John Fitzgerald Kennedy was born a hundred years ago this month. It would be naïve to suggest how he would look or how he would operate had he been alive all these hundred years. In our times, at least in the sphere of public life, for individuals to reach a century is a rare happening. Besides, when it comes to reflecting on JFK, as he is known the world over, the youngest man elected president of the United States was cut down in his forty-seventh year.
On the day he was assassinated in Dallas, 22 November, 1963, to be exact, Kennedy was rather worried about his prospects of a second term in the White House. He was already looking to 1964. His fear was that the Republicans might field the liberal Nelson Rockefeller against him. But then, there was also the distinct possibility of the arch conservative Barry Goldwater being the Republican nominee, in which case Kennedy would have little to worry about. The senator from Arizona would be easy to beat.
For people of my generation as also for an older generation, there is the perennial question: Where were we when news came in of Kennedy’s murder in Dallas? The shots, which would strike him down, came flying within moments of the wife of Texas Governor John Connally telling him, “Mr. President, you cannot say Dallas does not love you.” In the next few seconds, the president’s bloodied head was being cradled by his wife Jacqueline on her lap as the presidential motorcade rushed to the nearest hospital.
The images filtering out of the assassination and the days after have lingered with many of us. We were in school at the primary level, which was no age for children to be interested in happenings around the world. But the next day, when newspapers carried reports of the JFK assassination on their front pages, many of us seemed to be growing up before our time. The murder in Dallas impelled me into reading newspapers, something that was soon to turn into a habit. Images of Lyndon Johnson being sworn in as Kennedy’s successor, with Jackie Kennedy, her clothes splattered with her husband’s blood, beside him on Air Force One as it returned to Washington, have lived in the memory. So has all that footage, bathed in pain, of the funeral procession, of the march of world leaders behind the casket, of the lighting of the Eternal Flame by a woman too young and too beautiful to be a widow.
For me, the Kennedy mystique, despite all the later revelations about JFK’s sexual peccadilloes and infidelities even as he occupied the presidency, has been an enduring part of life. In school, which was run by Dutch missionaries, barely two years after the assassination we gathered in the auditorium for a show of ‘Years of Lightning: Day of Drums’, a documentary on the thousand days of the Kennedy administration. The effect was overpowering. Kennedy, for me, was history etched in hope and drowned in tragedy.
All these decades after the assassination, I have often asked the question: Why must the gods carry away the young and the purposeful and the brave among us? No one can, of course, say how Kennedy would have fared, in the ultimate judgment of history, as America’s leader. But he did look eyeball to eyeball with Nikita Khrushchev, did he not?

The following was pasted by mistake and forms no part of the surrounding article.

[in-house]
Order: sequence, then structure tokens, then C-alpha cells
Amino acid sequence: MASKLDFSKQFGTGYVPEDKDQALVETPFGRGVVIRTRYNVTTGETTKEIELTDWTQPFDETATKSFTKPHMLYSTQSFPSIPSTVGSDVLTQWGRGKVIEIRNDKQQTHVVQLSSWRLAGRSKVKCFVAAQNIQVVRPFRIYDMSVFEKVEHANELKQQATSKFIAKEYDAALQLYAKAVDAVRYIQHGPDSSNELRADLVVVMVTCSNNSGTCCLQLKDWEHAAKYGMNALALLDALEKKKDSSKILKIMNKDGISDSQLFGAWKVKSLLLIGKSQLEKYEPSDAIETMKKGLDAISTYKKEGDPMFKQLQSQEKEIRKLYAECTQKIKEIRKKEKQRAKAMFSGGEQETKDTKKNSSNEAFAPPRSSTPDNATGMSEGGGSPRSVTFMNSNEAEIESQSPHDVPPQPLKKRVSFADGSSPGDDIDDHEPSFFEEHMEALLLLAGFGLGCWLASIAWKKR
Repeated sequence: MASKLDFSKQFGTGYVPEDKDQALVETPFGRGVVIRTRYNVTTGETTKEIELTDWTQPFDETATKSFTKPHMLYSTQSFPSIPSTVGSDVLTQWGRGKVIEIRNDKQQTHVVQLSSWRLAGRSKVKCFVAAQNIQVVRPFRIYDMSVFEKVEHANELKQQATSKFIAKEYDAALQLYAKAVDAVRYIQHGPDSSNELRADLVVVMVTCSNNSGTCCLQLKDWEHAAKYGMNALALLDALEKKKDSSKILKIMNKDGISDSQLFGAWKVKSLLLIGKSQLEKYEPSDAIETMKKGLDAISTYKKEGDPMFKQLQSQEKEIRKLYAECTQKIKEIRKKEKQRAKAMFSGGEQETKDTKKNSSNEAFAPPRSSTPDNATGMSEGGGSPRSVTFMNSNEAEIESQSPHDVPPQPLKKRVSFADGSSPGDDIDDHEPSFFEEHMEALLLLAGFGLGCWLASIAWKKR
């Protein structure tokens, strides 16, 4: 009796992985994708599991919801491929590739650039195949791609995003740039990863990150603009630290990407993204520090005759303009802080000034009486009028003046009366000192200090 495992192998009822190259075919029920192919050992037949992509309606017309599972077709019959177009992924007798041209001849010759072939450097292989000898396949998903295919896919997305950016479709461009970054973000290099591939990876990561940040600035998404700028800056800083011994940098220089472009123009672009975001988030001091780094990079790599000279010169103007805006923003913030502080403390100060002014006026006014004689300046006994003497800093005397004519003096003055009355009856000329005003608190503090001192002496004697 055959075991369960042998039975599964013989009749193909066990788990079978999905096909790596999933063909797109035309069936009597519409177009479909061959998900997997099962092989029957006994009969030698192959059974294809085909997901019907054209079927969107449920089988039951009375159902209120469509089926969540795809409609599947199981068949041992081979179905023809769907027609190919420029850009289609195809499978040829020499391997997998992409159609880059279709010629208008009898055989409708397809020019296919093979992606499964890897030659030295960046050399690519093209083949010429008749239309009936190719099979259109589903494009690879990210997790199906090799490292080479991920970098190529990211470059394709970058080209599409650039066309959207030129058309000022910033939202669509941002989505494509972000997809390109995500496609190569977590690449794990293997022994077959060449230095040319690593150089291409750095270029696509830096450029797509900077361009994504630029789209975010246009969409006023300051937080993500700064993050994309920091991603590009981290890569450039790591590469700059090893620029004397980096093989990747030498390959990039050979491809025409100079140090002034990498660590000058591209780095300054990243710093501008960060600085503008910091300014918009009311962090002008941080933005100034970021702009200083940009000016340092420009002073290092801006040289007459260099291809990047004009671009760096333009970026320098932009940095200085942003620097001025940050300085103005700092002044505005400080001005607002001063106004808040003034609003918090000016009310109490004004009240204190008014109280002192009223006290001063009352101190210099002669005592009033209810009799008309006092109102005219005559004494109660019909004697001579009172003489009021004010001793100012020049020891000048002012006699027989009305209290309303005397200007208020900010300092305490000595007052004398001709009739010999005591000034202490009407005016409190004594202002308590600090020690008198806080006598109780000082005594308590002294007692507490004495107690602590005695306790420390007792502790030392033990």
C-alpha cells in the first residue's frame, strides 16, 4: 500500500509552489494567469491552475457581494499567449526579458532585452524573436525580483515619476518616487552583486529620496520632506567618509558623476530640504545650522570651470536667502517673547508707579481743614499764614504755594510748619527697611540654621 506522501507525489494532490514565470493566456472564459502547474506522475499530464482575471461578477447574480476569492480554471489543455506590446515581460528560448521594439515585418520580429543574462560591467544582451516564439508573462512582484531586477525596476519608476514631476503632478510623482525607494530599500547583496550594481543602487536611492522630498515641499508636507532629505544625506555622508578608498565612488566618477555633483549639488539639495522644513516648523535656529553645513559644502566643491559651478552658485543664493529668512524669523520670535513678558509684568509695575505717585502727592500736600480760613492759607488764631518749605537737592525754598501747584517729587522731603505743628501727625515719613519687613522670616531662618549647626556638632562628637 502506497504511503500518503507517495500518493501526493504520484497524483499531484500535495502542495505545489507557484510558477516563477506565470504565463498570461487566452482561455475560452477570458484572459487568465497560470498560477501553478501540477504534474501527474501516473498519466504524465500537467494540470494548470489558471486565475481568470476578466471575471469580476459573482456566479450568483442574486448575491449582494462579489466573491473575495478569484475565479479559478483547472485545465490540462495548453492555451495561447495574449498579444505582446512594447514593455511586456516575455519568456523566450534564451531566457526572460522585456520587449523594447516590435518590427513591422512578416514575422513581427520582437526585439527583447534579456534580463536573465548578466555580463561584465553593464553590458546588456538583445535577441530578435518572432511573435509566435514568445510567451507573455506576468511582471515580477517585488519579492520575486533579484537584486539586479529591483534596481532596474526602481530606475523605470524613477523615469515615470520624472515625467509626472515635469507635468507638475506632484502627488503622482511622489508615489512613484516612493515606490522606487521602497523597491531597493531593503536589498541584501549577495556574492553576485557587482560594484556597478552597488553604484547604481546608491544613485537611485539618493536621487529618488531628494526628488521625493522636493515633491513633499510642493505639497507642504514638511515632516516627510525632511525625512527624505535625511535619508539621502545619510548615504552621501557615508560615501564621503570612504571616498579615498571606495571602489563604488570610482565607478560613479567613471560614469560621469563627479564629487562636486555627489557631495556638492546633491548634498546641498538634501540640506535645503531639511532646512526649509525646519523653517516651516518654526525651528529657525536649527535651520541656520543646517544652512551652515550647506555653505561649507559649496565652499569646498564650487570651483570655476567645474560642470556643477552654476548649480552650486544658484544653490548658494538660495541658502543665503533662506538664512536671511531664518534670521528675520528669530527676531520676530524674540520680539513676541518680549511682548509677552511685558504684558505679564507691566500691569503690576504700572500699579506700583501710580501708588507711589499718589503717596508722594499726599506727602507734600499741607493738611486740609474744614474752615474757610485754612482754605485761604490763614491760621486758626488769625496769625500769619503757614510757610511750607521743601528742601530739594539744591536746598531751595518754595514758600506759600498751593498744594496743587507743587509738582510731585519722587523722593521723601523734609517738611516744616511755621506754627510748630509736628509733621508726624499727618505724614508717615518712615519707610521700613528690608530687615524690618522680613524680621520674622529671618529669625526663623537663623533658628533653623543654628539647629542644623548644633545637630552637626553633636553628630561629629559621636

John F. Kennedy lived in a world more perilous, more demanding than the one we inhabit in our times. The Cold War was at its height, the Cuban missile crisis threatened a nuclear conflict, the struggle for civil rights in America was gathering pace; Washington was getting imperceptibly drawn into Vietnam. It was a world he shared with other men of gigantic political stature --- Charles de Gaulle, Konrad Adenauer, Harold Macmillan, Jawaharlal Nehru, Fidel Castro, Willy Brandt, Gamal Abdel Nasser and Mao Zedong. When you think of that world, of how a young man catapulted to America’s leadership was able to handle it, you look around the world of which you are a part today. Geopolitics is a piece of cake today when juxtaposed with the conditions of the 1960s.
On the day JFK died, indeed a few moments before the shots hit him, the astrologer Jean Dixon was unnerved as she sat at a table in Washington sharing coffee with a friend. She could see, she said, a dark cloud hovering over the White House, a portent of doom. Moments later, a tearful Walter Cronkite was on air, the bearer of bad news for America and the world.
Eighteen years ago, on a beautiful June day, I stood before John F. Kennedy’s grave in Arlington. Whispers of the past rushed through the trees as I remembered the cold November day when his remains were lowered into that grave in the presence of the world’s statesmen. Eight months after that June day, as a bitterly cold wind blew, I trudged my way up to Kennedy’s resting place again, and said a little prayer --- for him, for his wife, who now lay beside him, and for their baby who died soon after birth three months before Dallas.
The Eternal Flame went on burning, despite the blustery winds.
Syed Badrul Ahsan is the Associate Editor of Asian Age